Part 2, special report:
It is as Canadian as the prairie fields where it was born. But years of government mismanagement, runaway technological costs, and, most of all, the predatory interests of big business who see nothing but a cash cow to be milked are threatening to destroy what we have held to be a basic human right in Canada for many years: public health care.
Fortunately, we have an opportunity to save it: the Romanow Commission is currently studying the future of Canadian health care, and will be making its recommendations later this year. Cross-Canada hearings by the former Saskatchewan NDP premier have already begun, with the expected representations being made by interested parties on both sides of the issue, public or private (or some nature of blending the two). Unions are being actively encouraged through federations of labour to make representations whenever possible, and some have also chosen to hold public rallies in conjunction with the hearings.
On the down side, a number of enemies of public health care have tried to pre-empt the Romanow Commission, by issuing their own “studies”, drawing the conclusions they wish to see Romanow make. Some provinces have even begun making unilateral changes that will ultimately damage public health care, and have even, in the case of British Columbia, cost thousands of jobs – including those of UFCW Canada Local 1518 members – that had been dedicated to caring for others.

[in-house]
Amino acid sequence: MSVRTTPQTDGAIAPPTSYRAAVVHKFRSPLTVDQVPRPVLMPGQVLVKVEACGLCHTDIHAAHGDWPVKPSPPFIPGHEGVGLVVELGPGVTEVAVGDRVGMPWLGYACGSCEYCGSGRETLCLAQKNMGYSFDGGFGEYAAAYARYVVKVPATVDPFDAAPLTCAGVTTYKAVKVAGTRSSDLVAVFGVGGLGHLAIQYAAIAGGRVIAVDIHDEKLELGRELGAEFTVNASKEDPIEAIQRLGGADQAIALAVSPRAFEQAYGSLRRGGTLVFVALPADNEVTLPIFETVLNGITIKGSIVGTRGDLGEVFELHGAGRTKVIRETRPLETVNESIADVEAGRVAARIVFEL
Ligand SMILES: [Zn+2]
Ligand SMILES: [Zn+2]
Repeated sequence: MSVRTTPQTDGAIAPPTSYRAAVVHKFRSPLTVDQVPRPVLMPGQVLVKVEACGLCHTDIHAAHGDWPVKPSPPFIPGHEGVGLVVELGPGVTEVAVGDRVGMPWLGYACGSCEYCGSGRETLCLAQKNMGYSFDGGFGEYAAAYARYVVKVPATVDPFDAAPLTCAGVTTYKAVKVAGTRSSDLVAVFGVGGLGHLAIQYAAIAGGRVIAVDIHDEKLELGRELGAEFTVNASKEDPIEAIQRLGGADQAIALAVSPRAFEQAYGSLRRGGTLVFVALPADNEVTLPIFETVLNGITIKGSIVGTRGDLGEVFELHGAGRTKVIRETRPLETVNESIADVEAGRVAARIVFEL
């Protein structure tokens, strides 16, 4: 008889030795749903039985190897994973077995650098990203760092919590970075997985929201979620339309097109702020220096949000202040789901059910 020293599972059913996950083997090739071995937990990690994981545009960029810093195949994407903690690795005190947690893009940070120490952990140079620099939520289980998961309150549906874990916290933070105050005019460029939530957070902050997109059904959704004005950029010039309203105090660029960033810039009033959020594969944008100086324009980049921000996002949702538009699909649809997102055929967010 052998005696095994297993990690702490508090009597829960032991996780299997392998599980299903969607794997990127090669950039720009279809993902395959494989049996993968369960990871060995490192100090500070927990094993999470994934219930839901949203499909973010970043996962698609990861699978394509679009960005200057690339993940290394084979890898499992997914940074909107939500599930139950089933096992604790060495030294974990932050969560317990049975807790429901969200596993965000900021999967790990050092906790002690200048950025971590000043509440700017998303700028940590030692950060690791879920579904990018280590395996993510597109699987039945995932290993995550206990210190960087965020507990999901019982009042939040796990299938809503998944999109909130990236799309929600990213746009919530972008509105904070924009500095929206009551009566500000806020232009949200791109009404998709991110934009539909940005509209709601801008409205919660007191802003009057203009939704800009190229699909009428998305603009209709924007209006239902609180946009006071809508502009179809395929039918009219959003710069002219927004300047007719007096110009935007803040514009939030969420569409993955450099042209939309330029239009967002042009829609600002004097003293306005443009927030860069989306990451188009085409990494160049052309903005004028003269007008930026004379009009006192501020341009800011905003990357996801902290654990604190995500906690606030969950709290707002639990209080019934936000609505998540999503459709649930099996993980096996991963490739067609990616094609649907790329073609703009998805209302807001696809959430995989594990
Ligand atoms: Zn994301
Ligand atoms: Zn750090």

We don’t have to sit back and wait for the results of the Romanow study. Every one of us can participate through the commission’s web site, at www.healthcarecommission.ca, then look for the “Consultations Workbook” to fill out the survey. It takes only about 15 minutes.
There are limitations to this workbook survey, but it does provide a chance for every one to have a voice in Romanow’s findings. It’s an opportunity not to be wasted.
More than 2,000 members of UFCW Canada Local 1400 have returned to work with an improved settlement after a 15-day strike against Westfair Foods locations in Saskatchewan. The strike affected Real Canadian Superstore and Wholesale Club stores. Another 1,000 members at 20 Urban Extra Foods stores, another Westfair chain, accepted an earlier proposal.
The province-wide strike at 14 locations began on March 26, and the Loblaws-owned company resorted to using scab labour to keep stores open. In southern Saskatchewan, to further limit democratic picket lines, the company sought and won a court injunction on Good Friday that moved picket lines off company property at Regina and Yorkton locations.
In Alberta, meanwhile, members of UFCW Canada Local 401 have voted in favour of strike action at nine Superstore locations in the Edmonton area, pending the results of further negotiations. A strike there could commence with 72-hours notice. The local has undertaken a province-wide advertising campaign, and launched a new web site specifically for Superstore members.
UFCW Canada Director Michael Fraser recently presented a brief to the federal government’s Standing Committee on Agriculture and Agri-Food.
Addressing the committee’s meeting in Napanee, Ont. on March 12, Brother Fraser spoke about the new face of the Canadian agricultural industry, and how agribusiness has undermined the family farm with the growth of corporate farming in Canada.
“The Supreme Court of Canada’s decision to strike down the Ontario law denying agricultural workers the right to join unions has given unions, particularly UFCW Canada, the right and responsibility of being a stakeholder in Canadian farming and agriculture.”